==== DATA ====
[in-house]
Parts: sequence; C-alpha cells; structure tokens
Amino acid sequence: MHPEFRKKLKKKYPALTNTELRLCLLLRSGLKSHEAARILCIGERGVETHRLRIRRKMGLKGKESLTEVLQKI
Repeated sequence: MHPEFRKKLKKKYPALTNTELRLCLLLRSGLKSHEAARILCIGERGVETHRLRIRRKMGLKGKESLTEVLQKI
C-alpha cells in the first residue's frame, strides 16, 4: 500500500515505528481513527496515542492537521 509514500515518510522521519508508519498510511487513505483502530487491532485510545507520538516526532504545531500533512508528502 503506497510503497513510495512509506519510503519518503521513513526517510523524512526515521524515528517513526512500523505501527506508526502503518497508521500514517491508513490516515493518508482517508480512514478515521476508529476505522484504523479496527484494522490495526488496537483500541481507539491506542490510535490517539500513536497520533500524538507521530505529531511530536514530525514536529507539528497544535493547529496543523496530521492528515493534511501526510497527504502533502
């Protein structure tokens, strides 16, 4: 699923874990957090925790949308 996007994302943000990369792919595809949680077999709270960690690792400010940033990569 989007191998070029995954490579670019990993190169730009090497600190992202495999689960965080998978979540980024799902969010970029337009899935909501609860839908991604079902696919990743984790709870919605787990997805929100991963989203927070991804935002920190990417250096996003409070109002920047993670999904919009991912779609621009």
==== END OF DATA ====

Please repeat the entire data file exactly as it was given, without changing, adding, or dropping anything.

[in-house]
Parts: sequence; C-alpha cells; structure tokens
Amino acid sequence: MHPEFRKKLKKKYPALTNTELRLCLLLRSGLKSHEAARILCIGERGVETHRLRIRRKMGLKGKESLTEVLQKI
Repeated sequence: MHPEFRKKLKKKYPALTNTELRLCLLLRSGLKSHEAARILCIGERGVETHRLRIRRKMGLKGKESLTEVLQKI
C-alpha cells in the first residue's frame, strides 16, 4: 500500500515505528481513527496515542492537521 509514500515518510522521519508508519498510511487513505483502530487491532485510545507520538516526532504545531500533512508528502 503506497510503497513510495512509506519510503519518503521513513526517510523524512526515521524515528517513526512500523505501527506508526502503518497508521500514517491508513490516515493518508482517508480512514478515521476508529476505522484504523479496527484494522490495526488496537483500541481507539491506542490510535490517539500513536497520533500524538507521530505529531511530536514530525514536529507539528497544535493547529496543523496530521492528515493534511501526510497527504502533502
């Protein structure tokens, strides 16, 4: 699923874990957090925790949308 996007994302943000990369792919595809949680077999709270960690690792400010940033990569 989007191998070029995954490579670019990993190169730009090497600190992202495999689960965080998978979540980024799902969010970029337009899935909501609860839908991604079902696919990743984790709870919605787990997805929100991963989203927070991804935002920190990417250096996003409070109002920047993670999904919009991912779609621009």